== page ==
Bonus Backlash: More Media Envy

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Noel Sheppard at the Business & Media Institute runs through a long list of media outlets running envy-evoking boom year bonus stories. The worst offenders: NBC, the Washington Post, and the Boston Globe, according to Sheppard.

Evoking envy is certainly not a new affectation for the media. In fact, the class warfare card is regularly played throughout the year. However, this Christmas journalists have displayed Ebenezer Scrooge-like disgust, finding it unimaginable that people should be paid large bonuses.
The worst offender was certainly NBC. On the December 16 “Nightly News,” anchor John Seigenthaler drearily stated: “Most U.S. businesses – 66 percent – give no bonuses at all. Those employees lucky enough to receive a cash gift will get an average of $837. Compare that to the bonuses Goldman Sachs gives out, a jackpot so big they could give every employee more than $600,000.”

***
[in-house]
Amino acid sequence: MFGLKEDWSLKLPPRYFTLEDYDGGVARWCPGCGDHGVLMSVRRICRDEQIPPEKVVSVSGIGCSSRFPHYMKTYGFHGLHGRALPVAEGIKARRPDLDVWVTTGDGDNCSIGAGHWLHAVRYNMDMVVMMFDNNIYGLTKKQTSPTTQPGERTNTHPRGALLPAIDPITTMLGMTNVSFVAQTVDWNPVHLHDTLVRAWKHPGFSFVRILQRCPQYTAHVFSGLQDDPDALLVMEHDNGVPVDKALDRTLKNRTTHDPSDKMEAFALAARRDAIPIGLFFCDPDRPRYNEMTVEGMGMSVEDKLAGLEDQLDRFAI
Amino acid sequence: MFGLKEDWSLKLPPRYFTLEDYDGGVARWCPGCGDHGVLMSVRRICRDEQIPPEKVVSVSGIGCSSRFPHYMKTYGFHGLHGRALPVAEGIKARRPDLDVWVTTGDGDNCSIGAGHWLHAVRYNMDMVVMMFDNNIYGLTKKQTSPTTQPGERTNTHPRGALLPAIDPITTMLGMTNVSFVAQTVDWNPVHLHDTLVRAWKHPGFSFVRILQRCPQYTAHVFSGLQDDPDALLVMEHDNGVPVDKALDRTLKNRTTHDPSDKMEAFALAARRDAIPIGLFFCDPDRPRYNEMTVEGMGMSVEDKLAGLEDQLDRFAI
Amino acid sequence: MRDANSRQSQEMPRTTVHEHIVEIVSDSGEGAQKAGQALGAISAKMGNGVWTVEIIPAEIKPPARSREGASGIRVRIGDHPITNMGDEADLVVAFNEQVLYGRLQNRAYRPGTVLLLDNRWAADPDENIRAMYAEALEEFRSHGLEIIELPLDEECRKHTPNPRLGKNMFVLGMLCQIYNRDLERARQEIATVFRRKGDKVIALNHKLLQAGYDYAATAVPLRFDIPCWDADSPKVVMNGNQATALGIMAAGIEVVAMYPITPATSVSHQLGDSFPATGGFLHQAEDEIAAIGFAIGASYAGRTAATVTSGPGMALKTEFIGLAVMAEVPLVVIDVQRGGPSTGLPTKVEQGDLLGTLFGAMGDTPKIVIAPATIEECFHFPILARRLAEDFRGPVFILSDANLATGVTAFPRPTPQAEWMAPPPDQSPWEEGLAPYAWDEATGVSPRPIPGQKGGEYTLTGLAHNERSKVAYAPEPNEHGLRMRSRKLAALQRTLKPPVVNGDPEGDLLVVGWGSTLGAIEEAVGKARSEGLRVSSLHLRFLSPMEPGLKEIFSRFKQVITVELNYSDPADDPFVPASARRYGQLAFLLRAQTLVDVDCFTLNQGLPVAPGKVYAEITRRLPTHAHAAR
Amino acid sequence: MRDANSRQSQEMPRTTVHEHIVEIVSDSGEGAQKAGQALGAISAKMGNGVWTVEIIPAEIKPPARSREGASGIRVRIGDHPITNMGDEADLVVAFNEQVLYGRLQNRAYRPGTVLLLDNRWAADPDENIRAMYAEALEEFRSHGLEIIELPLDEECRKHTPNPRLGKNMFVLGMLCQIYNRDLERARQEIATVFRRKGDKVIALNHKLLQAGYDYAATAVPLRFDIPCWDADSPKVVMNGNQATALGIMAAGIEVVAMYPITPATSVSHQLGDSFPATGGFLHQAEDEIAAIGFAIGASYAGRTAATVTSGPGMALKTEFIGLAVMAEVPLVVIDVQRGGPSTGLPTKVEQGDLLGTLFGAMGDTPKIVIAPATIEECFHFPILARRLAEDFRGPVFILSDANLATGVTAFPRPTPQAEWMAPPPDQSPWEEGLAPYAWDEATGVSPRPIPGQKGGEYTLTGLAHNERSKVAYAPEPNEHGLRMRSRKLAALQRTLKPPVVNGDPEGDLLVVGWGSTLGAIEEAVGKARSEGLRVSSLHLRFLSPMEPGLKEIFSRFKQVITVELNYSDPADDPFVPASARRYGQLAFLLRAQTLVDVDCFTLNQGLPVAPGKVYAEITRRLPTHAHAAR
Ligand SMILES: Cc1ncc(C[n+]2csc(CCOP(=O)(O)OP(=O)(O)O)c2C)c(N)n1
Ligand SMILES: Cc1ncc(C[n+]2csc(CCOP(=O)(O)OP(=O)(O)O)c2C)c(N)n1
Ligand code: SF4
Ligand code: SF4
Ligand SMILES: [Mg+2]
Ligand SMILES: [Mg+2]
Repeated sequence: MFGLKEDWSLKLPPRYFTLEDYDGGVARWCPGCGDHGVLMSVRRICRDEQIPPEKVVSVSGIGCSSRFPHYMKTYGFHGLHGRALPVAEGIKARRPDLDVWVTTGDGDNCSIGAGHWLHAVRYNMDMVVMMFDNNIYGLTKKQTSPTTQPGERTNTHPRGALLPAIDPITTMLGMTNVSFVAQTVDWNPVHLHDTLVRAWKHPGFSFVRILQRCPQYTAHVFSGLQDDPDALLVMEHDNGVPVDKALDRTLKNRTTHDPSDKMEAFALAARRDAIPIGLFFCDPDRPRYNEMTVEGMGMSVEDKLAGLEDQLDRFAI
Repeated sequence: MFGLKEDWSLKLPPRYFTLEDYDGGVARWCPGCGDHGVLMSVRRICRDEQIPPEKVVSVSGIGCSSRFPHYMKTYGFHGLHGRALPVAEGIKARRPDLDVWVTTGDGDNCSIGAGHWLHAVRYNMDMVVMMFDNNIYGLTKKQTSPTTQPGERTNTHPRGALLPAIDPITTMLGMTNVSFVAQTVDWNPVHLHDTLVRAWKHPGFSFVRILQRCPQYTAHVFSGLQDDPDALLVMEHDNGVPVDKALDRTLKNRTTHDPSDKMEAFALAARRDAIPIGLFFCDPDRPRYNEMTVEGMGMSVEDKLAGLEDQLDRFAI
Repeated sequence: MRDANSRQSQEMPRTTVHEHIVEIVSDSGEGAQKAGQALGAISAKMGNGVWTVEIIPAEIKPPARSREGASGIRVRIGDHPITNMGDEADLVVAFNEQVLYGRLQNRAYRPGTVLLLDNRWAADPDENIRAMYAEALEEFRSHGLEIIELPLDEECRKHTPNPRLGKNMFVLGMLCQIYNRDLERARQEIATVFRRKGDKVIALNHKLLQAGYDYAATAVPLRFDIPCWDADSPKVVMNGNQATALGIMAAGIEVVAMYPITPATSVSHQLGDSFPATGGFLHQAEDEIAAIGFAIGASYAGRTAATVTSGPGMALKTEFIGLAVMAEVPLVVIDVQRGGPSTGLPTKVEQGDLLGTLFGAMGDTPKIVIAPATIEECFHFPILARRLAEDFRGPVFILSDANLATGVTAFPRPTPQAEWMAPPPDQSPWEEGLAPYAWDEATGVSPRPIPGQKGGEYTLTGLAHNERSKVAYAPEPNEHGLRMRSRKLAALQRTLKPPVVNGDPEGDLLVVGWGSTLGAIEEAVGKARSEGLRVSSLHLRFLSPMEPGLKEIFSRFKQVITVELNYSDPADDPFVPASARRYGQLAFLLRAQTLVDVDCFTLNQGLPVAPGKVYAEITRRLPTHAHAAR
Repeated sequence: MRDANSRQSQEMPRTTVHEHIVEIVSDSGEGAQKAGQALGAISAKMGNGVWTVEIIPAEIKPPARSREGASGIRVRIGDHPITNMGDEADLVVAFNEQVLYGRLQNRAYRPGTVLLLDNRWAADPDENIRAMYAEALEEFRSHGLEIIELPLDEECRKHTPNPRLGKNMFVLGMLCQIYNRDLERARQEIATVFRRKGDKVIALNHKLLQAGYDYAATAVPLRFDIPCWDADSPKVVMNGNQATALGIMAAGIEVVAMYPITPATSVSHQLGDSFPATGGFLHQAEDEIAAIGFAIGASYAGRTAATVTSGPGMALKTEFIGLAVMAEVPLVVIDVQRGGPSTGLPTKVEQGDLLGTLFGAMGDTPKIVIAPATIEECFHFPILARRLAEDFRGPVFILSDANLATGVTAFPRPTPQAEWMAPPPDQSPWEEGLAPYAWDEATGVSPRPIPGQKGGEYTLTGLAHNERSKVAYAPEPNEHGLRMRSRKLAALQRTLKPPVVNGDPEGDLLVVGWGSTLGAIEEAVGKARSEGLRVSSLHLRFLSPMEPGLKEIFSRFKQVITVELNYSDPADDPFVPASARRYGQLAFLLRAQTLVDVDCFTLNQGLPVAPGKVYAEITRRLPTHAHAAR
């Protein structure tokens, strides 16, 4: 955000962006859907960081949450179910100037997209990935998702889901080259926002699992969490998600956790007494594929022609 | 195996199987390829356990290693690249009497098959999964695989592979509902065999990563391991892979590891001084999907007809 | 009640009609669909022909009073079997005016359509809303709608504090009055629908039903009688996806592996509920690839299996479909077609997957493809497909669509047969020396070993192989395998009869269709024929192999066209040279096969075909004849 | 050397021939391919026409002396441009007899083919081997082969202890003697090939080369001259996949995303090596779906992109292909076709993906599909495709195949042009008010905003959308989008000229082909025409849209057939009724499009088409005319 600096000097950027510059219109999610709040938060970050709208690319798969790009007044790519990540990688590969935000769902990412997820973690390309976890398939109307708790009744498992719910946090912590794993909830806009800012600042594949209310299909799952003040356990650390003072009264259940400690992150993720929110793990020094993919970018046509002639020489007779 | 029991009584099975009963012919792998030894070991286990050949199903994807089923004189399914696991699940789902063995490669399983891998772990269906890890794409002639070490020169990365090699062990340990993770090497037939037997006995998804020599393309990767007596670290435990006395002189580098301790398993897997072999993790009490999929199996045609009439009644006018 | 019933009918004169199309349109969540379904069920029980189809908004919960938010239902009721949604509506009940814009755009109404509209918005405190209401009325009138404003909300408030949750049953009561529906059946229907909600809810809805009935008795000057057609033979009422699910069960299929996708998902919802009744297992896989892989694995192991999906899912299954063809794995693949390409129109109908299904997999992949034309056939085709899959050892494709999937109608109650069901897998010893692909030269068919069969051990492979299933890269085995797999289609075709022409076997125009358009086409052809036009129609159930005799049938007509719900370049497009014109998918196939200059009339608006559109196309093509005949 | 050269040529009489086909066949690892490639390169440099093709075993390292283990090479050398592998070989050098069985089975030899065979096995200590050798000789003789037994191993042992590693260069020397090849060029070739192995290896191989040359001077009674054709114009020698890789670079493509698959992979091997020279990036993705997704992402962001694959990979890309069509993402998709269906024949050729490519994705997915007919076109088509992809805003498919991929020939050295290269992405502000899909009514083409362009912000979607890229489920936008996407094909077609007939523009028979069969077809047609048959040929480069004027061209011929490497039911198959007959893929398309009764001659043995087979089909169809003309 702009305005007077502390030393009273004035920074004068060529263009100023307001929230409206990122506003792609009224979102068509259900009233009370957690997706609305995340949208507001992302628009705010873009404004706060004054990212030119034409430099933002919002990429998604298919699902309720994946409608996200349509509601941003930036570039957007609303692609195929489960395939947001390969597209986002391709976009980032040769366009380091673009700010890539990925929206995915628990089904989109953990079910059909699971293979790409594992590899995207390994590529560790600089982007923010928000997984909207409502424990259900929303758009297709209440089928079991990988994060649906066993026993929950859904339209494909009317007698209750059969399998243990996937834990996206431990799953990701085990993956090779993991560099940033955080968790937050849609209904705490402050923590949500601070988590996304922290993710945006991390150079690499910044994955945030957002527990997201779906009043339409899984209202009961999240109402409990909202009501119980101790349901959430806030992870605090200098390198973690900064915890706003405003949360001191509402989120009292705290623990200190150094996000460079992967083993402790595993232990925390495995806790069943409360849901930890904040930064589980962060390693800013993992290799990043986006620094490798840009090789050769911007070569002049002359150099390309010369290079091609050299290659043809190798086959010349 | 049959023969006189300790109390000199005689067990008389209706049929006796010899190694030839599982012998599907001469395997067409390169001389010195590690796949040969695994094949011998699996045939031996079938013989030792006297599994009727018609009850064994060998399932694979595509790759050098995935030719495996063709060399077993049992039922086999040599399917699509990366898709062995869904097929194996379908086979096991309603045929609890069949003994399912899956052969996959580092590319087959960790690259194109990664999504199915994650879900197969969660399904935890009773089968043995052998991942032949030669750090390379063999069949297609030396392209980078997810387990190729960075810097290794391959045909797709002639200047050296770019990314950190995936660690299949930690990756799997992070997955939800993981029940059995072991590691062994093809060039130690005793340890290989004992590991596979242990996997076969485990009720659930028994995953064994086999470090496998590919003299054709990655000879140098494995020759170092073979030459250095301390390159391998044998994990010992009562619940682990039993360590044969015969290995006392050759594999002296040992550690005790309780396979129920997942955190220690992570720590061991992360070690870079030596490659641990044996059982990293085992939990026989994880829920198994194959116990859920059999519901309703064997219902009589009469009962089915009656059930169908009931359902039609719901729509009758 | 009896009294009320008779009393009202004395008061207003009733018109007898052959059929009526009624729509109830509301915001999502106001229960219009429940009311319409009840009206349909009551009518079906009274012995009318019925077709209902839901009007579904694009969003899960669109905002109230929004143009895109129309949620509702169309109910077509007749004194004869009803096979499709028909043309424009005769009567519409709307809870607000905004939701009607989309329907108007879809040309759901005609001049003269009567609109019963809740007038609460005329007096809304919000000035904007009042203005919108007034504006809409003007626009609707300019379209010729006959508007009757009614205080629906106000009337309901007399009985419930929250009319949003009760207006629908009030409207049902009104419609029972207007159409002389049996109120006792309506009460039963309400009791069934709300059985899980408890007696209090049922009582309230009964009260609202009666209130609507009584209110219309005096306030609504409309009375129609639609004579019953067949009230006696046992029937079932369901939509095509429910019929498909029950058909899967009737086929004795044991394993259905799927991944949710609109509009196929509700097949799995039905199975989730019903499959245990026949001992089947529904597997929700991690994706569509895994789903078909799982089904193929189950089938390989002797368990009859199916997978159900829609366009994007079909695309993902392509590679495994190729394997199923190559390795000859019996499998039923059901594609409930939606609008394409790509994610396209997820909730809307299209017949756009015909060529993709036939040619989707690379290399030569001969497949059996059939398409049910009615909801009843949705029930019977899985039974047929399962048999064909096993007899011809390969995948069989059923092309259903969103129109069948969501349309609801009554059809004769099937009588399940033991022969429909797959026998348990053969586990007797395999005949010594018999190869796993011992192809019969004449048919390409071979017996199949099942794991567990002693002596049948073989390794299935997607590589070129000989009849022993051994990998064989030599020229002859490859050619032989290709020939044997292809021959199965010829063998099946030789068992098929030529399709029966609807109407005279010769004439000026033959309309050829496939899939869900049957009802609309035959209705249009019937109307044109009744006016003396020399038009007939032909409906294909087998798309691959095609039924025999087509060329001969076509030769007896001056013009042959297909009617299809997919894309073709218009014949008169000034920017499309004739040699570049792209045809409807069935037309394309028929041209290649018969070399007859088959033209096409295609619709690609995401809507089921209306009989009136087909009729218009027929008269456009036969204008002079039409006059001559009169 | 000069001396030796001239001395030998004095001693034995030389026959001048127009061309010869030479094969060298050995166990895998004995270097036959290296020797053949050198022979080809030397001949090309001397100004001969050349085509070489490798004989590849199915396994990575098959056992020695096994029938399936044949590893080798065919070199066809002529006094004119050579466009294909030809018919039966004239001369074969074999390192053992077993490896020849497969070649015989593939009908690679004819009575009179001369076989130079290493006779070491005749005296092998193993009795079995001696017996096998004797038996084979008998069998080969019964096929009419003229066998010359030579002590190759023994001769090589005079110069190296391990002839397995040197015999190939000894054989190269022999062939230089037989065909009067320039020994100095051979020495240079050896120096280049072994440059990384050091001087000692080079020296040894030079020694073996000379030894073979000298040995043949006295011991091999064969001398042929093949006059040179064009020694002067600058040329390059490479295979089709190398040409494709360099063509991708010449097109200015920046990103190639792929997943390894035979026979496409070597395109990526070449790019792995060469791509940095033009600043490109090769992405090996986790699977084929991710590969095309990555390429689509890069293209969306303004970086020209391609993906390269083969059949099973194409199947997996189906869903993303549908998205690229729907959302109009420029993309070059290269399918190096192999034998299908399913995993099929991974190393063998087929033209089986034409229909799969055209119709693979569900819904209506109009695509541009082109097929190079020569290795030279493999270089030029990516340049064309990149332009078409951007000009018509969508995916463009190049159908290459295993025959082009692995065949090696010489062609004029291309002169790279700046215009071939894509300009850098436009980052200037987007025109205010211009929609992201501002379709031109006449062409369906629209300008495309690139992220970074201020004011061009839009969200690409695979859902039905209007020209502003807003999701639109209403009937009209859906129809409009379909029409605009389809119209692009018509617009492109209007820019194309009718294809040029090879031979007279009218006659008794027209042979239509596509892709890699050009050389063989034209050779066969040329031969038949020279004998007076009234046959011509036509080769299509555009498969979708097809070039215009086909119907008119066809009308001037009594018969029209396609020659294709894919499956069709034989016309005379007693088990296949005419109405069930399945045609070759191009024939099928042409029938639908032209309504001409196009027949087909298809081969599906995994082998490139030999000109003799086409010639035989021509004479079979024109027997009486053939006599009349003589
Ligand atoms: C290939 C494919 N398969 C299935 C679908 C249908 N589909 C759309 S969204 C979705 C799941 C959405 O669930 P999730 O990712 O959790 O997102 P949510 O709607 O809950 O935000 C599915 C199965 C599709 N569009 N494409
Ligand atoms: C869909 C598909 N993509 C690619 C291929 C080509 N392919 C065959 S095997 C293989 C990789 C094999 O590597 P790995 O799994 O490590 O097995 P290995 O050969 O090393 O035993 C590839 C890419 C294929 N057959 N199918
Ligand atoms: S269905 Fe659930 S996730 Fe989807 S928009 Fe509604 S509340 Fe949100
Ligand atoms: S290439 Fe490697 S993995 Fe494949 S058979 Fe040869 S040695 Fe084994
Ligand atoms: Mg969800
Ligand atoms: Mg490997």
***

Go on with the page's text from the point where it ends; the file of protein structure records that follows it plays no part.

Mike Taibbi’s report followed, and he later expanded on the divide between rich and poor: "But to many, today's version of the haves and have-nots feels different. In the boom of the Clinton years – and I'm talking a chronological, not a political distinction – the rising tide of that bull market truly did lift all boats, or at least a whole lot more of them."

Perhaps more interesting, Sheppard points out that the dominant angle was very different seven years ago. In 1999, the media seemed to celebrate the big bonuses. So what happened?
Media Scrooges: 'Bah, Humbug' To Wall Street's Christmas Bonuses [Business & Media Institute]

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